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A cluster of weather-beaten houses once occupied by families employed in the Bellingham mills or in fishing. Perched above the piles of driftwood on the beach were a number of shacks, where squatters led a hermit-like life. Gulls drift and soar, white wings flashing against the grey of stormy skies as they wheel and tack and soar with the gale, or swoop down, feet dangling like the landing gear of an airplane, to pick up some bit of floating debris.

It was once a town of considerable importance when river boats ran the river to Ferndale and Lynden. The name was Lummi until 1892 when the post office name was changed to Marietta. It was for a deceased daughter of homesteaders Solomon and Mary Allen, whose name was Mary Etta.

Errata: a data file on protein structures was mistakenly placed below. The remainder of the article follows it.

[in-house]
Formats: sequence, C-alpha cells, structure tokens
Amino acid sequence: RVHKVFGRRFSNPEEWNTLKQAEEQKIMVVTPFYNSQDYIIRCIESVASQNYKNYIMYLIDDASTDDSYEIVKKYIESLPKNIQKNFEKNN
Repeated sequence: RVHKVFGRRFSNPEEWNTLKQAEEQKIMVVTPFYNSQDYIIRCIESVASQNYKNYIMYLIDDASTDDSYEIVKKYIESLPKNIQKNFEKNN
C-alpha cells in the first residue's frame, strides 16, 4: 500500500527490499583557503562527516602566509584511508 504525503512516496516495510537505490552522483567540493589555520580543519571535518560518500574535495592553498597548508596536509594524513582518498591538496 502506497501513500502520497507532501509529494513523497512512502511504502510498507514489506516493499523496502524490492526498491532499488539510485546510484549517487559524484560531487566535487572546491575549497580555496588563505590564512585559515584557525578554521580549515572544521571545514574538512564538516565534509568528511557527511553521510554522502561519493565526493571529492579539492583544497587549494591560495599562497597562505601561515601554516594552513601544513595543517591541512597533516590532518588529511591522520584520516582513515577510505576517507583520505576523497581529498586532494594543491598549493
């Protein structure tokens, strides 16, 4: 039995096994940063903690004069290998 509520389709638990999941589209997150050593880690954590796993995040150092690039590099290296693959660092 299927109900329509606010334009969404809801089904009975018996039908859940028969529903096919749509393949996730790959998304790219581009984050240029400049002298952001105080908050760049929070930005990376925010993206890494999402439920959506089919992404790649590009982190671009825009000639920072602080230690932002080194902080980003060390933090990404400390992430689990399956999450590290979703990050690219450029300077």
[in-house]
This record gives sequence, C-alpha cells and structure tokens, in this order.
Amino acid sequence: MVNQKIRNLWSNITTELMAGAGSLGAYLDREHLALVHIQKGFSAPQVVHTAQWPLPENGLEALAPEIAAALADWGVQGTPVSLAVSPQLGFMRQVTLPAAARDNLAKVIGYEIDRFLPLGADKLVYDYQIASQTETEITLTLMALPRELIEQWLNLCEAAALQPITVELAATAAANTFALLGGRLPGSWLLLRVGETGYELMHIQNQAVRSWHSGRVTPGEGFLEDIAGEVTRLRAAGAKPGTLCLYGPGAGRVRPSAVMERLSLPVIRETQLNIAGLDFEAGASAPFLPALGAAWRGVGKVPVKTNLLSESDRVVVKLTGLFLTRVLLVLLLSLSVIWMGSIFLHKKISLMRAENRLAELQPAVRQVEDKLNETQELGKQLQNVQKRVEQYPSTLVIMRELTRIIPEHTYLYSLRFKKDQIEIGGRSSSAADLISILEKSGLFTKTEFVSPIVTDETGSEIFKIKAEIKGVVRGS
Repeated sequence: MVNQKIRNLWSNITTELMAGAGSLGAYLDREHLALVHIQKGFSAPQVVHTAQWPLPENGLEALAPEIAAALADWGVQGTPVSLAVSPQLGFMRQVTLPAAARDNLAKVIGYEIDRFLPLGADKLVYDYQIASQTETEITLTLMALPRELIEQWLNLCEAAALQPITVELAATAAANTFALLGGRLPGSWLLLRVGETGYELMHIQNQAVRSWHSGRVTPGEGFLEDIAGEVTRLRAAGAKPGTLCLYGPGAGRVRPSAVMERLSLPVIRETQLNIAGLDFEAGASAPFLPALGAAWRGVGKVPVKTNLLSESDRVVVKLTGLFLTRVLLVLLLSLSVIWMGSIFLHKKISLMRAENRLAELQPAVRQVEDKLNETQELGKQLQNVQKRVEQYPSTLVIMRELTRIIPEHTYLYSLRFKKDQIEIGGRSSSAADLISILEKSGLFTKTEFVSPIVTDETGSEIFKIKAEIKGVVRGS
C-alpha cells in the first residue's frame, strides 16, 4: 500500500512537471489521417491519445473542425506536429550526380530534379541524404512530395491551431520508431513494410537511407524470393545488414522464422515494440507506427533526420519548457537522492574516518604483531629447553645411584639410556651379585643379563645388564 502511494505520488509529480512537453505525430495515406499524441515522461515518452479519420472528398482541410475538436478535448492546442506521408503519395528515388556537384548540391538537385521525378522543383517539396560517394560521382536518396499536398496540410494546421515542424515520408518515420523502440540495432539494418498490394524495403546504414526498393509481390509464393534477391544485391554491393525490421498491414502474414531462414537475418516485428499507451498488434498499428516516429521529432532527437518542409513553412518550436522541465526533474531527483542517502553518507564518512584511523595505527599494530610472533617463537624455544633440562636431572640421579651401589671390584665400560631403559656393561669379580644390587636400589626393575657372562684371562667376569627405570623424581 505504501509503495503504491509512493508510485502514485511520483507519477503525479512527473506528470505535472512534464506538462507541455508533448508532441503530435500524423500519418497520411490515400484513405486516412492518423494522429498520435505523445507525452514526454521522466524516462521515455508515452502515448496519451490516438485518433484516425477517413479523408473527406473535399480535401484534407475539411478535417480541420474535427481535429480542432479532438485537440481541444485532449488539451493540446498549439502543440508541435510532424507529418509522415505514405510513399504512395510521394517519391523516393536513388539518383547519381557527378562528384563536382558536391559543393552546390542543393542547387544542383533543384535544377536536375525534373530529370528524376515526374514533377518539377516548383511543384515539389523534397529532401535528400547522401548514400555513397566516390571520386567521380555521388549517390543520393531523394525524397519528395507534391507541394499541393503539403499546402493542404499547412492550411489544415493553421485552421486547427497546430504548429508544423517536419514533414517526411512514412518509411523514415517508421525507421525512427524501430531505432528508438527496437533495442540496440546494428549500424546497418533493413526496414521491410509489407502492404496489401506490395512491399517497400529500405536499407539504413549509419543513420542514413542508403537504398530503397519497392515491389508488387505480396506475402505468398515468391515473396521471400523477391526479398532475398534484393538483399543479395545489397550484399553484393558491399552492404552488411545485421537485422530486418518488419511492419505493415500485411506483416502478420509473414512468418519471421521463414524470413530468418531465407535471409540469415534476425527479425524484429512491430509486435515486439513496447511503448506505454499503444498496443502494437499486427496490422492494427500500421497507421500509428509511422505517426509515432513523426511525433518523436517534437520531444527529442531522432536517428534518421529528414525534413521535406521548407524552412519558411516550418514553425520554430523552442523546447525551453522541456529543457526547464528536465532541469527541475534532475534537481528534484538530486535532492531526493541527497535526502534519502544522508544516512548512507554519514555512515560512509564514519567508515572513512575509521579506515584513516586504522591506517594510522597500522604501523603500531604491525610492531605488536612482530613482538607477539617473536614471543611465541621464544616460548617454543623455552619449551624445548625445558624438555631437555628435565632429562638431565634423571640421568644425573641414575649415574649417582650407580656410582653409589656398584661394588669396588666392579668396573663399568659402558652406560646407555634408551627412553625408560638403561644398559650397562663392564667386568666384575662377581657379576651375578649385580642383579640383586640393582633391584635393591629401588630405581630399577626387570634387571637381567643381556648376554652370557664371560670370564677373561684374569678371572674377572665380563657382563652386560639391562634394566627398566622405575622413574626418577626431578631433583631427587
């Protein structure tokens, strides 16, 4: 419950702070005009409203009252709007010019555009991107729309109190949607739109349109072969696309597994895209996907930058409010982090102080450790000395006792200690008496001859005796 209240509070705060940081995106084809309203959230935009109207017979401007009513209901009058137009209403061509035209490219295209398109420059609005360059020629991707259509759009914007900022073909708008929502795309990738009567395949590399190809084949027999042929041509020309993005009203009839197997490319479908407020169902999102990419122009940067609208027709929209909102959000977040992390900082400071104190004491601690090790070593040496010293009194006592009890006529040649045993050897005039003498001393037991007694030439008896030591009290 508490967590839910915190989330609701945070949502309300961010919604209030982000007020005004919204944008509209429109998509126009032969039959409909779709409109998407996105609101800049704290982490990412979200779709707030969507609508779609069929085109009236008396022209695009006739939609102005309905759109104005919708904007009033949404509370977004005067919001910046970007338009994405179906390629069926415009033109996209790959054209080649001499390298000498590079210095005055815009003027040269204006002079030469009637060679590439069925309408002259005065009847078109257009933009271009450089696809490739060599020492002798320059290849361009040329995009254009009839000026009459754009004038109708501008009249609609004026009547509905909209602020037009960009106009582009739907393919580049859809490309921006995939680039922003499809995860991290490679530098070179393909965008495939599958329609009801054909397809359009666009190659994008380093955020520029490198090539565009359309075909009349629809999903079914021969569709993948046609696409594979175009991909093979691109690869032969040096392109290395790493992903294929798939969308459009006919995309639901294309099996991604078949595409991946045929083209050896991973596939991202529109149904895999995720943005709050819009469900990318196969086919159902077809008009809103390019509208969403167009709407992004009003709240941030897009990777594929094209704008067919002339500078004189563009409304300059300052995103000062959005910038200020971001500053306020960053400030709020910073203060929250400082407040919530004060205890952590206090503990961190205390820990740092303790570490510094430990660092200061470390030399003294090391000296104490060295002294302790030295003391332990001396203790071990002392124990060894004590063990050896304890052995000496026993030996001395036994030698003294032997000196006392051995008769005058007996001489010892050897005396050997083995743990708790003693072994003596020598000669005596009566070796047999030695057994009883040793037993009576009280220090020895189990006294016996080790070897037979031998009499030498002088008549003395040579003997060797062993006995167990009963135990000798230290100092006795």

The Nooksack River meets the banks Bellingham Bay at Marietta. Early industry in this area included fishing, fruit gardens and logging. The town of Marietta, however, does not seem to have been prosperous long and is now a neglected suburb of Bellingham.